For years I served my time as a sort of pre-Buddhist, and then my wife got me involved with a great Tibetan teacher, H.E. Chagdud Tulku Rinpoche. We spent about six years living in close touch with him up in Trinity County, California, helping to edit his books, working in the kitchen at the Gonpa (meditation center) there. I've also spent some time among the "Zens," but Nyingma Buddhism is my brand and surely the work of the past eight years has shown much influence from that style of thought and action. I think the new stuff now reflects the function of Buddhism in everyday life, seeing the small things in a large light.
And technique?
As to technique, my poems find their forms by trial and error and through much re-writing. Each one has a definite personality that I'm looking to confirm. Does this poem want to rhyme, be epigramatic, sprawl? Does it want to play toward a late revelation, a lush moment at closure, be exclamatory or quiet, go along teasingly as to emotional intent or come right out with it? To quote Roethke, "I learn by going where I have to go."
Can you describe your most effective working method? Do you wait for inspiration, or sit down every day with the intention of writing?
Always for a new run of material that might develop into a poem I wait for the gates to open, for that inward pressure to urge me to follow-up on a turn of phrase or a striking recognition. But I work all the time at revision. There are poems it's taken me twenty years and more to get as right as they'll ever be. If they come back from submission to magazines I often seem to see them for the first time. I'd thought they were ready for print, of course, or I wouldn't have offered them up, but here comes one limping abject back holding his reject slip, and either I immediately realize that I wouldn't change a comma or I'll register how much work is still needed to give the poor fellow a fighting chance.
One advantage of posting poems on the internet is that it doesn't send rejection slips. Is that really a good thing?
As I said, I've always gotten a valuable effect from receiving poems back from a submission in the mail. Each time it's as if you see the poem for what it really is. You wouldn't have sent it out if you didn't believe it was ready, but there it is in your hand, unquestionably demanding more work. Or else it's revealed as truly okay, maybe turned down by a magazine for god knows what reason, the bad taste of the first reader, most likely, or because of a backlog, nothing to do with its quality. You *see* the poem as it comes out of the envelope with the reject-slip. This doesn't happen when poems are turned down by e-zines of course -- you may get a rejection, it may even contain your original post with the poem there to re-read, but the effect is not the same. And just posting a poem to a list? Mainly the reaction will be some sort of a pat on the back, now and then a useful workshop-word. But it's fun to be able to pop something out there from one second to the next. And I have had searching criticism from small workshop groups among friends on the Net.
How important to you are formal workshops, or getting the opinions of other poets about your work-in-progress?
I've been in various workshops over the years, including those on the Net. Sometimes I'll take a workshop suggestion whole. Mainly I'll let the talk about a poem sink in over a period of forgetting, to be influenced more indirectly. It's all soul-making, isn't it? Could be the effort to remain sharp-minded and diplomatic in making comments on the work of others is more important to overall development of the artistic self than hearing words about your own material.
Which of contemporary poets do you most admire?
I mentioned Billy Collins and Robert Pinsky before. I'd add Galway Kinnell and Adrienne Rich, Stephen Dunn -- ah, really, so many.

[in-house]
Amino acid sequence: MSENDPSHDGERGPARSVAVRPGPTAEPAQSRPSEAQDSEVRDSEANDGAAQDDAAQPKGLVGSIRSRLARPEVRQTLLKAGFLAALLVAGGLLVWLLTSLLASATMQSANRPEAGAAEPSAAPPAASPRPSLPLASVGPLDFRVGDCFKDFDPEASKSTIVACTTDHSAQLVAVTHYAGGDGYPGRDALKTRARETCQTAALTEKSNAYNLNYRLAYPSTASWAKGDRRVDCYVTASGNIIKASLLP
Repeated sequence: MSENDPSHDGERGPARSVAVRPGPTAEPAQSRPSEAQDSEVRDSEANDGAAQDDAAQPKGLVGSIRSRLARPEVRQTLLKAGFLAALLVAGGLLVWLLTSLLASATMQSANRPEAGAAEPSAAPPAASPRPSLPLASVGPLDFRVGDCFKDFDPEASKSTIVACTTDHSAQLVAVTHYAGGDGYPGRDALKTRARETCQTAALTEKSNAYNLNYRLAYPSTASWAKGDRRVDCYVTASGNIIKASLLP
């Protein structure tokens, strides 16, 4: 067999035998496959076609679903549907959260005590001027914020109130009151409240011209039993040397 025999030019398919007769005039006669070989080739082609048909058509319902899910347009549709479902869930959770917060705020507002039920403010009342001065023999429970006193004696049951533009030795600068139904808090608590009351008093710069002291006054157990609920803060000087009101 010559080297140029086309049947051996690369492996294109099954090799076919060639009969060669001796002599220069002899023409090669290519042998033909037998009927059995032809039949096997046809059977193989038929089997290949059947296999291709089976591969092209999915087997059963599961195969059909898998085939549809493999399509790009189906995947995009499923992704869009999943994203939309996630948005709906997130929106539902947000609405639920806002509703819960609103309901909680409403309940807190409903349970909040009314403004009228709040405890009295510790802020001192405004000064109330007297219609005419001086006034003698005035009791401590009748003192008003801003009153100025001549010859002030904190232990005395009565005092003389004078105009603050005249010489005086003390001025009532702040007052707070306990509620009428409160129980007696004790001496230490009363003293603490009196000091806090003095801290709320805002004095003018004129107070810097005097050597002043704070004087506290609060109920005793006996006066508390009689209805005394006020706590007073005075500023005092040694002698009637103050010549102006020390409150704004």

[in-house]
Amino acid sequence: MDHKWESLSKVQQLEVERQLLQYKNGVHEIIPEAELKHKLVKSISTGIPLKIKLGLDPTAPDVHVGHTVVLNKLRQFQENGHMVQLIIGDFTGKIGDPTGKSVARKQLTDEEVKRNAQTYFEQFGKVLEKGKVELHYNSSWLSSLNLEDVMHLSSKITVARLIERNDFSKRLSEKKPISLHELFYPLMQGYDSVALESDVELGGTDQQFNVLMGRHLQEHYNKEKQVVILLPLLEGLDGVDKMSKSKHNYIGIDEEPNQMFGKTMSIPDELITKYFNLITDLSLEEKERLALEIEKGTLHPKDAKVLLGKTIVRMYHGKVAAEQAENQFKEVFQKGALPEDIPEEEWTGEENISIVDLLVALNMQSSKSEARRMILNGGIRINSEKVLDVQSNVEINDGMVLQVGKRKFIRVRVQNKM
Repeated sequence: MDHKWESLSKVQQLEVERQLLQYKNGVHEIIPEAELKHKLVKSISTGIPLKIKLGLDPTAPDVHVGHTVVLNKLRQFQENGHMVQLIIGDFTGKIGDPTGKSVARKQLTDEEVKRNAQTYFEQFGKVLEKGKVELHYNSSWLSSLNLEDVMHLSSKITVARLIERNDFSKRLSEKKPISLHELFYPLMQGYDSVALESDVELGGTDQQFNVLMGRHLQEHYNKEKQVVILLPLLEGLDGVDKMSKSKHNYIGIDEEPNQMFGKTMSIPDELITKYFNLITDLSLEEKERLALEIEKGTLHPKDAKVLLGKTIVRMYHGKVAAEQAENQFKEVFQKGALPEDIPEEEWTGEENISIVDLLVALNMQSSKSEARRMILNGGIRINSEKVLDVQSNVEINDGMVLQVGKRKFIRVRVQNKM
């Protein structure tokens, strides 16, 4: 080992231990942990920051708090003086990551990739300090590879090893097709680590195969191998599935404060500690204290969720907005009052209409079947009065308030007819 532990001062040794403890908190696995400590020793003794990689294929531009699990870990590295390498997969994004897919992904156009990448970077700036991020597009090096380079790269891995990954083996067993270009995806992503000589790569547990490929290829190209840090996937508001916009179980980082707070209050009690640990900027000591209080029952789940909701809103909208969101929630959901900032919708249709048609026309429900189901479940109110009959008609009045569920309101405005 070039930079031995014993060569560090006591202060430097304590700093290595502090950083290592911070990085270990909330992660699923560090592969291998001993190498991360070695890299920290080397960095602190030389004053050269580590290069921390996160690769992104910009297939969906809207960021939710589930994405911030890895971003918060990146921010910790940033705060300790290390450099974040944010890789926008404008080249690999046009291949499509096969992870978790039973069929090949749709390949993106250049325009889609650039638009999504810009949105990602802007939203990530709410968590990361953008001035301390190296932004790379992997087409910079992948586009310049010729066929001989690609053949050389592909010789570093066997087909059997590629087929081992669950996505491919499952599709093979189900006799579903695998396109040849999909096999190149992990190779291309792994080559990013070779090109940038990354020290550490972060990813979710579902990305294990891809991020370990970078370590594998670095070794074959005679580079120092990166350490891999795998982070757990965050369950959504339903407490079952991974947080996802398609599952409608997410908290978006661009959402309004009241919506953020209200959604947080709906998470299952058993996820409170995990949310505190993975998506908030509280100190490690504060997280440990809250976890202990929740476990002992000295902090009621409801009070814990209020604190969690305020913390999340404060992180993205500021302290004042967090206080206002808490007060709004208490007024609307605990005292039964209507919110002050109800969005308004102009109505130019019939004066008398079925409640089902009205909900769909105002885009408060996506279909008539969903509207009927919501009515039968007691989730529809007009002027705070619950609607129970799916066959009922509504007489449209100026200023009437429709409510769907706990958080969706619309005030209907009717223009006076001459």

Can you say more about what you find interesting in the work of these particular poets?
Ah, hard. Collins for his deep comedy, Pinsky for his dazzling inclusiveness, Kinnell for his intensity, his passion, Rich for her revolutionary strength, Dunn for his ever-various strategies. But you know, those are a few names practically picked at random, I could throw an equal score or so out in their place just as easily.
How do you see the contemporary poetry scene in the United States? I've seen it described as a 'poetry boom', but I've also seen National Poetry Month described as 'the worst thing to have happened to poetry since the advent of the camera and the internal combustion engine'. Is this just snobbery, or is there a real danger of poetry becoming too 'commercial' - like the advertising jingle, much in the way that classical music is used to sell baked beans.
Seems to be going in two directions at once. Fewer kids I meet are able to read even the most mildly demanding work, so I feel poetry is in crisis and that's why we get all this yeast intending to leaven the soggy loaf, the national poetry month, the labors of the office of the Laureate and so on. There's a yearning to keep in contact with poetry, an offshoot of a more general spiritual yearning, but many write and few partake. The danger isn't in poetry's commercialization or co-option, more in a slide in the powers of literacy.
I read a lot about 'poetry slams' and slam competitions. They sound pretty violent! What do you think of that movement?
It's a fun-offshoot, not to be taken too seriously. Another effort to tart up the Muse and make her seem less demanding. Better this than silence and turning-away.
How do you make a living? How does this influence your writing?
I've been teaching at universities -- mainly American and English literature, with occasional courses in poetry-writing -- for forty-and -more years now. And surely this has had an enormous influence on me. Pound said somewhere that a professor is a man "who has to talk for an hour." I've talked and read significant writers for so long that I have a full jury available to me at all times regarding my own word-work. I think my teaching has kept me open-minded, passionate about great art and thought, awake, ambitious. And with the sort of generosity as to the uses of mind and heart that comes with the territory, the "giving" attitude a teacher can't help developing if he takes the job seriously at all.
Many young poets would envy you. But isn't there a danger in becoming too absorbed in the process - too 'academic'?
Any job that takes away your chance to follow risks with a backpack on is dangerous. Sure, having a job can be a killer to the poetry you want to serve, but at least the teaching thing keeps you involved with great and significant writing and the struggle to "get it across" to the young. Among the steady-pay-check arrangements it may have the greatest number of positive side-effects.
What do you have planned for the immediate future?
Thinking about drafting a screenplay on an idea that may or may not catch fire once teaching's over for a bit. And, as always, hoping to be ready for new poems.
Thanks Barry. And good luck.
© Barry Spacks, Ted Slade 1998